STEP RIGHT UP — The village of Springville held general elections for the mayor and two trustee seats on March 18. Registering voters at the village municipal building were, from left: official Erie County elections inspectors Marlene Ziecker of Springville, Jane Neureuther of East Concord and Connie Bochenek of East Concord. Photo by Sandy Dashnaw.
SPRINGVILLE — The Springville village elections held March 18 garnered some close calls, with Springville Mayor William Krebs winning a second term, with 396 votes, incumbent trustee Terry Skelton winning another term, with 284 votes and newcomer Robert Moriarty winning the other seat, with 258 votes.
“I want to thank those who supported the Citizen Voice 2014 candidates,” said Krebs, noting that the incumbents from that party retained their seats and a majority on the village board.
“The village will move forward, free from special interest groups and political bosses. The campaign gave us an opportunity to explain how the village is run efficiently and how our recent projects fit into our village development.
“The people of Springville have spoken with their ballots,” the mayor continued. “We will continue to govern with positive, forward-moving projects, which the people have approved in this election.”
Krebs said that, in his experience, races involving more than two people running for two seats are always close, within about five votes.
“Two years ago, we had a tie for the second seat,” he said, referring to the race in which Alan Chamberlain, a current trustee, ousted former trustee Jean Moncreiff, in a hotly contested race.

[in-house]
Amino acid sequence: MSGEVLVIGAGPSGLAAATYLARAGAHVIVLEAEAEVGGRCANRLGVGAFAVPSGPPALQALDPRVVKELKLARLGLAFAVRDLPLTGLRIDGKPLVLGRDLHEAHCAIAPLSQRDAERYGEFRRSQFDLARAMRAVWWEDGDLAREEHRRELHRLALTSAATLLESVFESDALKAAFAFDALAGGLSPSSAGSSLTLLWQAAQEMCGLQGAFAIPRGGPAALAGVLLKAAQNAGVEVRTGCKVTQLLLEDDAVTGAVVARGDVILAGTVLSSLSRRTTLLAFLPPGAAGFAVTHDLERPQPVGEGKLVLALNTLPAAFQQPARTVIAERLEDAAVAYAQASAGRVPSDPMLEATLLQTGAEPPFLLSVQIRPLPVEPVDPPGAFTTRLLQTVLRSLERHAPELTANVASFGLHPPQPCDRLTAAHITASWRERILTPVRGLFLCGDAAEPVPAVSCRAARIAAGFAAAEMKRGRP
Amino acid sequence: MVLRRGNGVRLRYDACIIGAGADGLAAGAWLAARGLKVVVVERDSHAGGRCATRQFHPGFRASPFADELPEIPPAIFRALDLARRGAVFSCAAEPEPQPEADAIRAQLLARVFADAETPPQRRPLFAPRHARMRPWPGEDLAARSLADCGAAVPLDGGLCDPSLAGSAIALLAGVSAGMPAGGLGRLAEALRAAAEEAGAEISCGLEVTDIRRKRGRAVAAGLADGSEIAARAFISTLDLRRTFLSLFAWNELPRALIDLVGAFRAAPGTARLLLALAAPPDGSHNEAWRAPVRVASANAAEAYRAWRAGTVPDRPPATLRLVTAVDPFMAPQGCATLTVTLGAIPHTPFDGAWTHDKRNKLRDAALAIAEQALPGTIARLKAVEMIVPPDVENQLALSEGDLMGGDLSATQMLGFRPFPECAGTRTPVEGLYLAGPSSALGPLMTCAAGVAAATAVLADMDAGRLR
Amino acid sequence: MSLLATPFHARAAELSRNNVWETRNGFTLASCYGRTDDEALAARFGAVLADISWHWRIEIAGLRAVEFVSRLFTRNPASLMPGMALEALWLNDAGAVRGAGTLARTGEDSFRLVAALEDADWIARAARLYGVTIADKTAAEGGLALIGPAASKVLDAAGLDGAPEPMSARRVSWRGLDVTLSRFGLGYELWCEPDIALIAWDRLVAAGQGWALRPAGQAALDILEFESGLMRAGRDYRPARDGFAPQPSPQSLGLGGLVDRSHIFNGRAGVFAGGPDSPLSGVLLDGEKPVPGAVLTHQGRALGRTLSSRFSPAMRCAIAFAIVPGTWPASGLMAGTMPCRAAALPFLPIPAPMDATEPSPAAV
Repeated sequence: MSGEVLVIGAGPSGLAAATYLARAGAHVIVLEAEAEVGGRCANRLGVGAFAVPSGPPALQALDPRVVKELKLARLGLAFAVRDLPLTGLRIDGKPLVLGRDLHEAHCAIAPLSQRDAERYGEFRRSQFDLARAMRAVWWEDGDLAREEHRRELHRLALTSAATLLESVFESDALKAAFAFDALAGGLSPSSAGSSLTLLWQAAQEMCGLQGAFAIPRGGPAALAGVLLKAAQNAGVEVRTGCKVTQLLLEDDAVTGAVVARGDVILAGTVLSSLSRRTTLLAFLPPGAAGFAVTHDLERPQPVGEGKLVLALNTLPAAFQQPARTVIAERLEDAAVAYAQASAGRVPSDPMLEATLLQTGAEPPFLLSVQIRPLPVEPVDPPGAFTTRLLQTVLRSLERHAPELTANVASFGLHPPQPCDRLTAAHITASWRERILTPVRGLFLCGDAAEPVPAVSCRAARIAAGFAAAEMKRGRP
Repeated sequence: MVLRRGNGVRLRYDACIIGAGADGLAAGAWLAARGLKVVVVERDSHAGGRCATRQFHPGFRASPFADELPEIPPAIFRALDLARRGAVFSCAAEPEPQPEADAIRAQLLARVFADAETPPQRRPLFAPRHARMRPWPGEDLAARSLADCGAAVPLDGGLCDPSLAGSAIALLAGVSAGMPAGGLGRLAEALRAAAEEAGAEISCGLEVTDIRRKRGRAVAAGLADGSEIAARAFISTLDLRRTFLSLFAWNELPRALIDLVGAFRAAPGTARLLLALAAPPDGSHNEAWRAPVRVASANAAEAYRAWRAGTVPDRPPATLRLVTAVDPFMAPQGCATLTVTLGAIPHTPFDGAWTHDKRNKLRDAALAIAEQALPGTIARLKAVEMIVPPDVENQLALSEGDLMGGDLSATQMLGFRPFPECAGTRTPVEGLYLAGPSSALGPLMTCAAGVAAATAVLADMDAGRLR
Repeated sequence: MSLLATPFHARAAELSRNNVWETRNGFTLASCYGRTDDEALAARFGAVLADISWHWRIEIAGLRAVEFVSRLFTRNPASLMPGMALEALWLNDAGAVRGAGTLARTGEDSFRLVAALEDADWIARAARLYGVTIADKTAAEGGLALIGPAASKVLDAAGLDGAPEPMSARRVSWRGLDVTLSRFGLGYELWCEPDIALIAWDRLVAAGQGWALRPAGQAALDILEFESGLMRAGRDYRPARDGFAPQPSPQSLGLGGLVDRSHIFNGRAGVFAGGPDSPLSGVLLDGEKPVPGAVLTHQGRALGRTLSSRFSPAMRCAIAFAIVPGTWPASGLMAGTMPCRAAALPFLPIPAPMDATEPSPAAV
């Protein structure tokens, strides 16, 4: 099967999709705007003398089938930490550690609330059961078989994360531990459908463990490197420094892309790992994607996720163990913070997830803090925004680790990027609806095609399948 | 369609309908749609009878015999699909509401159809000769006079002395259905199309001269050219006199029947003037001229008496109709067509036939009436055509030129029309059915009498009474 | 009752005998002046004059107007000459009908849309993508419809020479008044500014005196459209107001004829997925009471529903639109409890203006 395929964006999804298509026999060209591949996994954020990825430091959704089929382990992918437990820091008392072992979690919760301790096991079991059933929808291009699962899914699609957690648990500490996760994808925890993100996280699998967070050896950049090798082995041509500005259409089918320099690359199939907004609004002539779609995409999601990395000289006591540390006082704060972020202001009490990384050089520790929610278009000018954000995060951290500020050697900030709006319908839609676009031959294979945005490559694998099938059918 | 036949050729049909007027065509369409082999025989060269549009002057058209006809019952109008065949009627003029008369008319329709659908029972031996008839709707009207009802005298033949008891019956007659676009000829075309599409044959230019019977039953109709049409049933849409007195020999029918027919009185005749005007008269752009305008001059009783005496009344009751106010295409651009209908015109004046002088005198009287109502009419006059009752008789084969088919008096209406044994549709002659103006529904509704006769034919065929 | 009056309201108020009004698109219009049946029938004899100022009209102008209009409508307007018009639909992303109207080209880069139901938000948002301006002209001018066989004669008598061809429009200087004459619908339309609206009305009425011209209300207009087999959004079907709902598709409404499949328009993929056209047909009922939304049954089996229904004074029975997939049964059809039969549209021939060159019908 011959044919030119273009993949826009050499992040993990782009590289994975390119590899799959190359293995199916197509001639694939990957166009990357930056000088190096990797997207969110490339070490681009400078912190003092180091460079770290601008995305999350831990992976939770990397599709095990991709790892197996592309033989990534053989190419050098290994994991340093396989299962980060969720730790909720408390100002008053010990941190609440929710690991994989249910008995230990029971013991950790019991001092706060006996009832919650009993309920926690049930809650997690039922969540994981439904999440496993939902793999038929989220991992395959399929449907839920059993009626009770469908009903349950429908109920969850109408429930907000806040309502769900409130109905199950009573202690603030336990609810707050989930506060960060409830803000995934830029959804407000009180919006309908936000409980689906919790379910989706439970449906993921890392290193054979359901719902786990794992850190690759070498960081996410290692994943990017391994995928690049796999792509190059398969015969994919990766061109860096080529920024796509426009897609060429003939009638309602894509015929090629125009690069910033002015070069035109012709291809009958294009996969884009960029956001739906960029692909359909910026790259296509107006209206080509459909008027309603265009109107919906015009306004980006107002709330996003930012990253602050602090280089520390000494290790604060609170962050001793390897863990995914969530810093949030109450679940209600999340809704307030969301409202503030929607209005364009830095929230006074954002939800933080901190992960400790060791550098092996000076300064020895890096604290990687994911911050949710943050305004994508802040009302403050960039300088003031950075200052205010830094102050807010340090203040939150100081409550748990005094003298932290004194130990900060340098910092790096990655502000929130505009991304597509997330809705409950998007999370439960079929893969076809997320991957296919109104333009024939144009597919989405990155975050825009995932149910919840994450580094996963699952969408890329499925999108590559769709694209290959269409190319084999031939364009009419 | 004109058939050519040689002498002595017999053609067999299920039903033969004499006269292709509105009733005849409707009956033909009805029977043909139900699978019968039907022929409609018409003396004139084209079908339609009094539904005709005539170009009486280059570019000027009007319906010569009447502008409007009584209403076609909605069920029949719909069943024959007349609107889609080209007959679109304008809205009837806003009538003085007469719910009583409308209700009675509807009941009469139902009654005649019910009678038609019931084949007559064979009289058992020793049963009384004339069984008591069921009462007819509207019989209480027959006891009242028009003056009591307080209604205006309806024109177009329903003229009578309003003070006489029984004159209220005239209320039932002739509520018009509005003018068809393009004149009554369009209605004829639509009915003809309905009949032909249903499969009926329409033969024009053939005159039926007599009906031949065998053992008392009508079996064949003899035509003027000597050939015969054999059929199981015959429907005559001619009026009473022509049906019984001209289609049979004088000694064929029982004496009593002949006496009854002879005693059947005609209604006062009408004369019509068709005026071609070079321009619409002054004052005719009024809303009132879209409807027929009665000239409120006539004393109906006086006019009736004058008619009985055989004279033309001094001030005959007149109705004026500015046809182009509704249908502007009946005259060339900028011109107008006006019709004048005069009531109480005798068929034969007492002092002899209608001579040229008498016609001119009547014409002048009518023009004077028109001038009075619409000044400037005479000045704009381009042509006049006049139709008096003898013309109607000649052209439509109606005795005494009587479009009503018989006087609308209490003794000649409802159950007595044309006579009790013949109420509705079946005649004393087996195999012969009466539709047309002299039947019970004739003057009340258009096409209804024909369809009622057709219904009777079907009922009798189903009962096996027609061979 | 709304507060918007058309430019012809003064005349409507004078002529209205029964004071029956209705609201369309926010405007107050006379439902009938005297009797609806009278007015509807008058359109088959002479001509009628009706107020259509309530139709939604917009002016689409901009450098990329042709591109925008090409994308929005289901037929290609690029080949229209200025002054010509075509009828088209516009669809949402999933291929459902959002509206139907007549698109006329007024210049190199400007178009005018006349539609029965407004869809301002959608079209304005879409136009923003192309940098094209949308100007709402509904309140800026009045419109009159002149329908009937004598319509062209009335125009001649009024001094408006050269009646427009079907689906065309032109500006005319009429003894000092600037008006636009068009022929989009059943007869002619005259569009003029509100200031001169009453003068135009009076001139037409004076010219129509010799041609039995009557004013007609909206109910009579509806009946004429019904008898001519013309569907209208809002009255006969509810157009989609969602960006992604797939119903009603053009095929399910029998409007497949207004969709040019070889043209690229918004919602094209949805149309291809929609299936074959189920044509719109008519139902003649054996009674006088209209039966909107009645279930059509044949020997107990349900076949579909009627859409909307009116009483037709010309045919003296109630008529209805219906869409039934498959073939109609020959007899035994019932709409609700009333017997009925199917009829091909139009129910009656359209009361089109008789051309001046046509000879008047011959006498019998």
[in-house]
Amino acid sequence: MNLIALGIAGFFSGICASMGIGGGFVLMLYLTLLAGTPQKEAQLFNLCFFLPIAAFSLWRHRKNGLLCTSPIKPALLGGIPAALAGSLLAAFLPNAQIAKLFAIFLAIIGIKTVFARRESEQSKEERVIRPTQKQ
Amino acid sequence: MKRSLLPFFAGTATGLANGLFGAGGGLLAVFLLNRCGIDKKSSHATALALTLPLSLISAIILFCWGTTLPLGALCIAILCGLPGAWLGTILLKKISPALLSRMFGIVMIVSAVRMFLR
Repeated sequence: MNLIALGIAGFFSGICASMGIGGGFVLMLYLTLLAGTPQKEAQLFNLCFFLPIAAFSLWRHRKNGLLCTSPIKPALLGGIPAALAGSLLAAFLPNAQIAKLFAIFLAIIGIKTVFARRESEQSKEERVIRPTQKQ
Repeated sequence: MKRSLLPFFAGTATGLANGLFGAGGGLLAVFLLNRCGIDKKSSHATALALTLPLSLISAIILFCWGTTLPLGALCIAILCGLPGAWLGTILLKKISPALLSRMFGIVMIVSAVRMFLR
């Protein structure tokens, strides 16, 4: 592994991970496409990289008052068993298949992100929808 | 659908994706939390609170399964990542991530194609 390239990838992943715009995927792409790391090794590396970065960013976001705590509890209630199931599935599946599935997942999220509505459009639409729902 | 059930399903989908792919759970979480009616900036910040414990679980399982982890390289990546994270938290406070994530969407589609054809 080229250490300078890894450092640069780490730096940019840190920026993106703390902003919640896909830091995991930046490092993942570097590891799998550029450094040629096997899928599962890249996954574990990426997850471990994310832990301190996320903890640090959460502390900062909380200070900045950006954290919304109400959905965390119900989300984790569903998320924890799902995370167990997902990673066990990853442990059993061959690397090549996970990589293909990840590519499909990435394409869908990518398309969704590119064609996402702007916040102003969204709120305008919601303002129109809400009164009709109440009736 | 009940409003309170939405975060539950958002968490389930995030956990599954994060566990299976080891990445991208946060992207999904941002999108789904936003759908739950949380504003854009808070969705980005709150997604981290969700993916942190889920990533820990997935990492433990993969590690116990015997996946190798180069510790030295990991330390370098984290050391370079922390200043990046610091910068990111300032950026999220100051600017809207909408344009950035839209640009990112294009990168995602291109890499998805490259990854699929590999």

“This year’s results are very similar. I don’t find this year’s numbers surprising, given the number of candidates,” he concluded.
Skelton said that he “was very pleased with the large turnout, as it shows the care and concern of our villagers for Springville’s future.
“I am very grateful to the citizens for re-electing me to the trustee position and I will continue the forward strides that we have been making, to insure that Springville continues to be a wonderful community to live in,” Skelton concluded.
Voters also approved a proposition to increase the number of years volunteer firefighters can earn credits in the awards program, which went from 20 years-30 years. The vote was 338-116. Currently, firefighters can earn credits over 20 years, for a pension of $400 a month.
Under the increased credit program, which will go into effect next year, a firefighter could earn a pension of up to $600 a month.
The Springville board of trustees held a brief regular meeting the night before the election, on March 17.
During that meeting, Village Administrator Tim Horner amended a Nov. 18 resolution to appropriate $27,776 for a sewer repair.
When workers got into the sewer line, they discovered that more work was required than had been initially estimated, since the lines were not lining up and the soil was “like quicksand,” according to Krebs. ‘They just had to keep digging.”
Horner proposed a resolution to remove $89,328 from the unappropriated fund balance, in order to pay for those repairs.
The board also accepted a resignation from Kenneth Thiel, a dispatcher at the control center.
The next regular meeting will take place on April 7 at 7 p.m. at the village municipal building, located at 65 Franklin Street in Springville.